Findings supporting novel approaches to inhibit or enhance immune responses for treating autoimmunity and cancer published in Nature Chemical Biology.
ANN ARBOR, Mich. – Jan 5, 2015 – Lycera Corp., a biopharmaceutical company developing breakthrough medicines to treat autoimmune diseases and cancer, today announced publication of research showing that sterols and sterol sulfates formed during cholesterol biosynthesis and processing are potent endogenous ligands for the retinoic acid receptor-related orphan receptor RORγ. The findings, which are published online today in the journalNature Chemical Biology, demonstrate how sterol metabolism controls effector T helper 17 cell (Th17) differentiation and point the way toward novel approaches to treat autoimmunity and cancer.
Previous studies have shown that IL-17 producing Th17 cells are critical in driving the pathogenesis of autoimmune diseases while in other settings these cells provide durable anti-tumor immune responses. “Other researchers have concluded that RORγ alone was sufficient to induce Th17 cell differentiation. Our results show that Th17 differentiation actually requires two sets of signals, one to induce the expression of RORγ and the other to induce formation of agonist ligands,” said Gary Glick, Ph.D., founder and chief scientific officer, Lycera Corp.
According to the research, during Th17 cell differentiation, cholesterol biosynthesis and uptake pathways along with enzymes that convert sterols to sterol sulfates are induced while genes controlling their metabolism and efflux are suppressed. These changes result in the accumulation of desmosterol sulfate, which functions as a potent, endogenous RORγ agonist. Other proliferating T cells upregulate cholesterol biosynthesis, however Lycera’s data show that this effect is selectively important in Th17 cells by providing endogenous ligands for RORγ, thus enforcing commitment of naïve T cells to the Th17 lineage. Importantly, inhibition of relevant steps in cholesterol biosynthesis in vitro and in vivo decreases IL-17 production.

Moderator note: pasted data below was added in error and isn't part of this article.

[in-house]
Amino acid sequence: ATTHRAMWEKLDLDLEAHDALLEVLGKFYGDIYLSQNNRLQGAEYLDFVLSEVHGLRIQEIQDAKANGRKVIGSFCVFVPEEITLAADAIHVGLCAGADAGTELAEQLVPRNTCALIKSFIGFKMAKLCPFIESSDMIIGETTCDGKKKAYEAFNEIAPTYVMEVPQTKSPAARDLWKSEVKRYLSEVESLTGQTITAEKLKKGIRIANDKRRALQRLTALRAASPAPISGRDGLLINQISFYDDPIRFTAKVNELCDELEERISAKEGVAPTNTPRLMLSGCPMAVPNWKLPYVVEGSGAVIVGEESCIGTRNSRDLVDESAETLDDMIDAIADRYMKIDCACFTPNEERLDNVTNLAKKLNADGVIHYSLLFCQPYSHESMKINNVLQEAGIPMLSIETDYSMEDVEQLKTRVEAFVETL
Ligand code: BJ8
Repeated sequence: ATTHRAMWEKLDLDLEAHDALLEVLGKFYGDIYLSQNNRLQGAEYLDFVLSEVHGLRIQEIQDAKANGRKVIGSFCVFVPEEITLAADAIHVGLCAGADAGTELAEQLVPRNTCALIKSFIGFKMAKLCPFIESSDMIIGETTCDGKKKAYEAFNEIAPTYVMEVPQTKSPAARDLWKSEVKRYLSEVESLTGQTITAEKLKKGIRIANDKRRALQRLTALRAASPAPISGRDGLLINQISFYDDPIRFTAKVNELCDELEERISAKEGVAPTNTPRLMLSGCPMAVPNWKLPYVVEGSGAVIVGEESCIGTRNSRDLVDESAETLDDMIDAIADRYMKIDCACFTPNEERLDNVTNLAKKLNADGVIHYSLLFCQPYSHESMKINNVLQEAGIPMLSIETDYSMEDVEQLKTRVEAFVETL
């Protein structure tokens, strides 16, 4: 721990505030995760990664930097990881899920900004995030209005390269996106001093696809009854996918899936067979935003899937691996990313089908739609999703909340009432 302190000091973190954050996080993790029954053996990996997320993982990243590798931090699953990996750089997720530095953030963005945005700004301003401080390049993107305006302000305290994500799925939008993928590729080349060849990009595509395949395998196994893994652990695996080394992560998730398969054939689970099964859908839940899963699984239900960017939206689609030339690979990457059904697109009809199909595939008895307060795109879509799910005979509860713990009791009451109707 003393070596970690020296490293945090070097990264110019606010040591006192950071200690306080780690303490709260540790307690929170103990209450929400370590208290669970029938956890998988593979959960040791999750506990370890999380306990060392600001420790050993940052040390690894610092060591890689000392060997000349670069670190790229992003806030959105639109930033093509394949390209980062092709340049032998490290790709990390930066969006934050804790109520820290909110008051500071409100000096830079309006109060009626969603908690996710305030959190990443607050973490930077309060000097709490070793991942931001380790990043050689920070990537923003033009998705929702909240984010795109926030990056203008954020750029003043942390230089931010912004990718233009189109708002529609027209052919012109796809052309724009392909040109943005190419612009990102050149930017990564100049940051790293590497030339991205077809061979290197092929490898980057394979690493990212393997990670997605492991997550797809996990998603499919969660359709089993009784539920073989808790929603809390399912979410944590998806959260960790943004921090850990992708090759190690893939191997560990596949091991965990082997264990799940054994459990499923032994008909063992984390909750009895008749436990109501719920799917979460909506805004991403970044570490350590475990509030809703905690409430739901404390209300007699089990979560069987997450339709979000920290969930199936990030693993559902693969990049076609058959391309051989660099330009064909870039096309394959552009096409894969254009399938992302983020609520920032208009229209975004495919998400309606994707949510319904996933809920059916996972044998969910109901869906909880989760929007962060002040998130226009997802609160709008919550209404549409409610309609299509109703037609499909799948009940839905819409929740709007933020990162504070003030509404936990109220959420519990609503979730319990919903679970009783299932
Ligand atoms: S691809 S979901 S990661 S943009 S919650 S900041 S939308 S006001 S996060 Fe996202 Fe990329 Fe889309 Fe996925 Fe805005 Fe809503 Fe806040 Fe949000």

“With these insights, we can now consider a range of new approaches to inhibit Th17 cells for treating autoimmune diseases and that enhance Th17 function to target cancer,” said Dr. Glick, adding, “Based on these findings, Lycera is continuing development of synthetic RORγ agonists possessing robust anti-tumor properties in preclinical models as potential first-in-class oral immunotherapies for cancer.”
The Nature Chemical Biology paper, titled “Sterol metabolism controls Th17 differentiation by generating endogenous RORγ agonists,” is available at http://www.nature.com/nchembio/ and will also appear in an upcoming print edition of the journal.
About RORgamma agonists
RORgamma is a nuclear receptor transcription factor that drives the activation and differentiation of immune cells including Th17 (helper T-cells) and Tc17 (cytotoxic) T cells. These polyfunctional cells boost the immune response to cancer cells by direct immune system activation as well as by decreasing immune suppression. Selective agonists have been shown to activate multiple anti-tumor mechanisms, resulting in increased immune function, durable tumor killing activity, decreases in checkpoint pathways and decreases in regulatory immune cells. Lycera has developed potent, oral RORγ agonists that demonstrate anti-cancer activity in animal models. RORγ agonists represent a potential new class of immune therapy either as a stand-alone agent or in combination with standard of care approaches.
Lycera is a privately held biopharmaceutical company that seeks to uncover new small molecule therapies for the treatment of autoimmune diseases and cancer. Our approach builds on an in-depth understanding of the immune response in disease progression.
Lycera product development programs are enhanced by our established global relationships with leading scientists and clinical researchers. We are currently advancing novel small molecule compounds from distinct, yet complementary, areas of research, including immune metabolism, cell signaling and immune cell differentiation. In addition to a robust proprietary pipeline, the company has an established research collaboration with Merck to discover, develop and commercialize small-molecule therapies for autoimmune disorders.